Serving Spokane, Eastern & Central Washington, and Northern Idaho

All I Want for Christmas is a New Electric Vehicle

Ev Charging

There are many reasons why you may be shopping for a new vehicle. Our needs change all the time – kids grow up and get their own transportation, or maybe you started working from home.

If you are thinking of asking Santa for a new EV - here are 12 reasons (one for each of the 12 days) why we at Northwest Renewables believe that’s an excellent idea:

1. Electric Vehicles are cheaper to operate – it really is that simple. The Energy Department found that battery-powered EVs can cost less than $1,000 per year to charge and maintain, compared to the cost of fuel alone for conventional vehicles, which runs up to $7,000 per year.

2. An EV is environmentally friendly. EVs produce no emissions, and that benefits the air quality, especially in urban areas where there can be a lot of commuter traffic. If you are worried about your impact on the climate, definitely consider getting an EV and erase your output of CO2 and NOx gasses.

3. You get a tax credit – the Inflation Reduction Act, which President Biden signed on Aug. 16, created a tax credit for those who buy new electric vehicles. The credit is worth up to $7,500. The Inflation Reduction Act also offers rebates for installing the necessary wiring in your house to charge your new EV.

4. All the major car manufacturers have EVs on their show floors. Gone are the days when you had to pick between one or two weird-looking models you couldn't get serviced anywhere near where you live. Hyundai, Volkswagen, and Jaguar all make EVs, and you can even get a Ford Mustang or a Ford F-150 pickup truck.

5. Electric vehicles are at least as safe as conventional vehicles based on crash test data. Because of the weight and location of the battery in some models, they have a lower center of gravity and are less prone to spinouts and flip overs than conventional vehicles.

6. Because they are electric and computer-operated, many EVs also have extra safety features like autonomous emergency braking (AEB), parking assistance (no more dings in the rear bumper!) and lane-keep assist.

7. EVs are much cheaper to maintain. A combustion engine has hundreds of components that wear out at different rates and have to be replaced – often at the most inconvenient times. Some EV manufacturers (Nissan) estimate their EVs cost 40 percent less to maintain than a conventional vehicle.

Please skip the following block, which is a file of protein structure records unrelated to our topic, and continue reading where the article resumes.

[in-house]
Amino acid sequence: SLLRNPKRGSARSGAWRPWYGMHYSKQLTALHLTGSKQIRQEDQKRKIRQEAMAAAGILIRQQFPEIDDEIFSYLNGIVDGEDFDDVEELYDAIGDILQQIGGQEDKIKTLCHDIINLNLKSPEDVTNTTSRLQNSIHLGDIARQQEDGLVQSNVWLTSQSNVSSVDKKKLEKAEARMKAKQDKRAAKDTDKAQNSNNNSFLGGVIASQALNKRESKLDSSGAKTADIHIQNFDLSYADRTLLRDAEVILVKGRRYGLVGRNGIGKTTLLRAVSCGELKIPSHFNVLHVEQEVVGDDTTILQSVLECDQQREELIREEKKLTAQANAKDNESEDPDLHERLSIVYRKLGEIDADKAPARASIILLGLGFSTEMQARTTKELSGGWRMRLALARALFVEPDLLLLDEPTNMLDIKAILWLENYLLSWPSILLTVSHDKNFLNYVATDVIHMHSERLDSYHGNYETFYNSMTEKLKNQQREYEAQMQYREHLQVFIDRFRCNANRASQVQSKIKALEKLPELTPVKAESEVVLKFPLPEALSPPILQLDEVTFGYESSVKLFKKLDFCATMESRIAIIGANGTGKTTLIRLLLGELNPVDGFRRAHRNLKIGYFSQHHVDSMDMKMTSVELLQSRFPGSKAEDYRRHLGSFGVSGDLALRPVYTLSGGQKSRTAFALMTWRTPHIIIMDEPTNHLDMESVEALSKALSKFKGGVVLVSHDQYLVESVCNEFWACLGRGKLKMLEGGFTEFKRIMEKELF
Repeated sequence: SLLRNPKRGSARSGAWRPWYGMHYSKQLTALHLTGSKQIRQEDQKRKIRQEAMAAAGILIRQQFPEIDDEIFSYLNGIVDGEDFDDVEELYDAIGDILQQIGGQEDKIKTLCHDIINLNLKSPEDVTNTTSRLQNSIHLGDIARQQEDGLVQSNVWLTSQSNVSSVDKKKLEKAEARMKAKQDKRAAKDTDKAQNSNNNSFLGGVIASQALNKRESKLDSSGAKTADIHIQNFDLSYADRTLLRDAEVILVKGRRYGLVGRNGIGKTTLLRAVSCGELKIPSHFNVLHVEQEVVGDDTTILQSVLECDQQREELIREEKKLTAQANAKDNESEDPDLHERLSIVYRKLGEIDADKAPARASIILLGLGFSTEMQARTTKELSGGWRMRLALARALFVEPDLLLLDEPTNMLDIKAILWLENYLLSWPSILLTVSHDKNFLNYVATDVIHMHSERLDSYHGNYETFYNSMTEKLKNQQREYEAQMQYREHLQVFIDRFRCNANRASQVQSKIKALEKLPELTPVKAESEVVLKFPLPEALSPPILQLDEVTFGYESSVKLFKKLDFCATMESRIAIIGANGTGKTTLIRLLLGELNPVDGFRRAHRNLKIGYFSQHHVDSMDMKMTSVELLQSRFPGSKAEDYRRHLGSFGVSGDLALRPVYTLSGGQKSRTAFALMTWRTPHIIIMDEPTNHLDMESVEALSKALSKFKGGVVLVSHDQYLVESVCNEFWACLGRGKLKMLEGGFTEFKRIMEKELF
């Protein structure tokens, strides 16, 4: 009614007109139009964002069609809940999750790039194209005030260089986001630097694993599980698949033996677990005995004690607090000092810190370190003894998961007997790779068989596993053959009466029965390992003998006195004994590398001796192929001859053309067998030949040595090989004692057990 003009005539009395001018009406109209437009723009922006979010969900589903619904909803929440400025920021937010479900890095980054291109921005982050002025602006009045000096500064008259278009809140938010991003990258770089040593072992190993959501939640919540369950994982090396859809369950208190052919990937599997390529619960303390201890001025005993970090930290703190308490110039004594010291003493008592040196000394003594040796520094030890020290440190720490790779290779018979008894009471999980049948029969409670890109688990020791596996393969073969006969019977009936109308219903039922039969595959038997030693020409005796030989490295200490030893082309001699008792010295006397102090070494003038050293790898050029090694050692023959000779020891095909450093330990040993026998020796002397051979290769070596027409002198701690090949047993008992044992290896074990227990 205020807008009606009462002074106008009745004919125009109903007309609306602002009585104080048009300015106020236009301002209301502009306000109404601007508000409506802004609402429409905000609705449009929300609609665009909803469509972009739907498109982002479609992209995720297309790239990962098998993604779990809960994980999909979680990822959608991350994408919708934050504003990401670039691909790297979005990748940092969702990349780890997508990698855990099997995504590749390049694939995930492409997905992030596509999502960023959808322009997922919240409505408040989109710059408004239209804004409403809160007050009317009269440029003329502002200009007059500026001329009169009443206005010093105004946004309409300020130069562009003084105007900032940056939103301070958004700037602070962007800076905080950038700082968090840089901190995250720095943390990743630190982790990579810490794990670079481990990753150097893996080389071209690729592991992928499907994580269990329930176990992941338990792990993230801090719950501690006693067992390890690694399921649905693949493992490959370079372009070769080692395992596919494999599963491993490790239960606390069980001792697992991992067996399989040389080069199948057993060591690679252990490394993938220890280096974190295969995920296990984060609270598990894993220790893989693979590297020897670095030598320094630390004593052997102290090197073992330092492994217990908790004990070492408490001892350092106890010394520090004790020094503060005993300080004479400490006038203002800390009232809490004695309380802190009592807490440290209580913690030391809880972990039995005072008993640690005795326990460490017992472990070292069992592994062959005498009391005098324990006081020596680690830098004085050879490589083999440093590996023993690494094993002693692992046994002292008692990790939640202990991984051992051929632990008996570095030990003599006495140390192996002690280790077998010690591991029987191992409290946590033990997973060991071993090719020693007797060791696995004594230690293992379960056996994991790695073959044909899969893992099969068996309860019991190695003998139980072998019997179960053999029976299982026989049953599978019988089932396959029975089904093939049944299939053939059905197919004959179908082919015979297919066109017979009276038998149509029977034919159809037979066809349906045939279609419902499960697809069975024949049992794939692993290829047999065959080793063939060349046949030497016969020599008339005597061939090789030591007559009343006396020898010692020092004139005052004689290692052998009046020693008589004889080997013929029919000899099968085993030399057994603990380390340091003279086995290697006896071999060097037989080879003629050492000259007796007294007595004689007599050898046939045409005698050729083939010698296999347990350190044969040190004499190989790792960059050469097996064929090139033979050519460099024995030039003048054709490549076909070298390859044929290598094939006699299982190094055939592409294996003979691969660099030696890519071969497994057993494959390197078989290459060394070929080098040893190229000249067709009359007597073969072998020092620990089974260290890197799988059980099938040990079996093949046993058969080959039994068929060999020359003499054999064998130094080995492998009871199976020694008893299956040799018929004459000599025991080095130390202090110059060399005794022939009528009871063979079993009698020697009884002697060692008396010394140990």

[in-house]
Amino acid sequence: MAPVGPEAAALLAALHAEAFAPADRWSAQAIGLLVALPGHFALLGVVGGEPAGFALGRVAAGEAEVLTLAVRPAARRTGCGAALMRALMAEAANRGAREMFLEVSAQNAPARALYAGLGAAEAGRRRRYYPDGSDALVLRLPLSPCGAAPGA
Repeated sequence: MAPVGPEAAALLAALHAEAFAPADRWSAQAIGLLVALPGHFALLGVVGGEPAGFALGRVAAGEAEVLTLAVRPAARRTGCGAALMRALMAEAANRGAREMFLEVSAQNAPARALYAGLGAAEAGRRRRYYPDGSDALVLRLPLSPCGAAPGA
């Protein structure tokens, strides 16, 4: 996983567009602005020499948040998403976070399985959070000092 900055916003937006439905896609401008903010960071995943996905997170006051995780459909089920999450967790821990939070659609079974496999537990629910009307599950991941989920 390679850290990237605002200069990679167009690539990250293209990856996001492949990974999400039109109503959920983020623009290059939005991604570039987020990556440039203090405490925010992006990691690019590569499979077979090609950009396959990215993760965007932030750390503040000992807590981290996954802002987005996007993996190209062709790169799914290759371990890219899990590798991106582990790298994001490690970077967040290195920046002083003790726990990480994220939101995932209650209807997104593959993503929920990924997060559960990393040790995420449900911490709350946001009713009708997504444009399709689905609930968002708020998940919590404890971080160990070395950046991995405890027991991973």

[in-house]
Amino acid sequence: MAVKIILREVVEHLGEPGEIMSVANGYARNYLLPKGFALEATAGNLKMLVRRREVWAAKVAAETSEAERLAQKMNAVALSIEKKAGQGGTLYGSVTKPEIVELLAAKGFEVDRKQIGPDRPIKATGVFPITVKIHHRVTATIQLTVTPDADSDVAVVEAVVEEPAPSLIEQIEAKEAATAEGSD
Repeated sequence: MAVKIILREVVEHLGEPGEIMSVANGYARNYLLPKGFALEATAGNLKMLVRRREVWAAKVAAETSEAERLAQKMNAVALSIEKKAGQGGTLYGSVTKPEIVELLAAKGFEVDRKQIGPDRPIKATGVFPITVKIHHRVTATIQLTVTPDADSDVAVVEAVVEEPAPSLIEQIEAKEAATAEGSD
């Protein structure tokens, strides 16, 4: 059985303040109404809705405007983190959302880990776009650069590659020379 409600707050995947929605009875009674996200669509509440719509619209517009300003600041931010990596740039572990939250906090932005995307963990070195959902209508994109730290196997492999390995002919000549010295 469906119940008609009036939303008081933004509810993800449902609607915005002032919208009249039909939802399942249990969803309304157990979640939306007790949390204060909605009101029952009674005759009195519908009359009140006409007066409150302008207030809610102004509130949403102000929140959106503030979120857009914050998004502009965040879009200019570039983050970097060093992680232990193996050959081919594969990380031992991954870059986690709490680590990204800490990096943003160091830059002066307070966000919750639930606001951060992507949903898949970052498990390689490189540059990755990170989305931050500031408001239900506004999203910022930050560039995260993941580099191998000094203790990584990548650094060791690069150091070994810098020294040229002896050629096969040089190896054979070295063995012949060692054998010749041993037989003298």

8. It’s no longer difficult to find an EV charger – and it has never been easier to get one at home. Having an EV charger in your garage or your driveway increases the value of your home, and many power companies offer discounts on installation.

9. EVs are fun to drive – let’s face it. They are speedy and responsive because they produce peak torque from a standstill! The low center of gravity makes them easy to handle, and they never have to warm up - they are always ready to go.

10. Range anxiety – where you worry about not making it to the the next EV charger – is a thing of the past. It’s estimated that the average American drives fewer than 39 miles a day. EVs have different range capacities, with the shortest being around 80 miles and the longest around 400 miles. Some EVs are outfitted with special technology (Tesla Model S with ONE energy pack) and can go as far as 750 miles on a charge.

11. EVs do just fine in cold weather, though just like conventional vehicle batteries, EV batteries are not at top performance when it’s freezing. If you are concerned about cold weather driving, look for an EV with a heat pump system (Nissan) to take the pressure off the battery when the temperatures drop.

12. The cheapest place to charge your EV will always be at home. Electricity prices vary, but in our region the average in 2022 was about 10 cents per kWh. If you drive about 1100 miles per month, then you’d use about 394 kWh – WHICH MEANS YOU CAN DRIVE ALL MONTH LONG FOR ONLY $39.40 !

EV Charging Vehicle

Categories: 
Related Posts
  • The Case for Solar Battery Storage Read More
  • It’s Time for Time-of-Use Utility Prices in the Northwest Read More
  • What Washington's New Energy Code Means for Solar Power in Homes Read More
/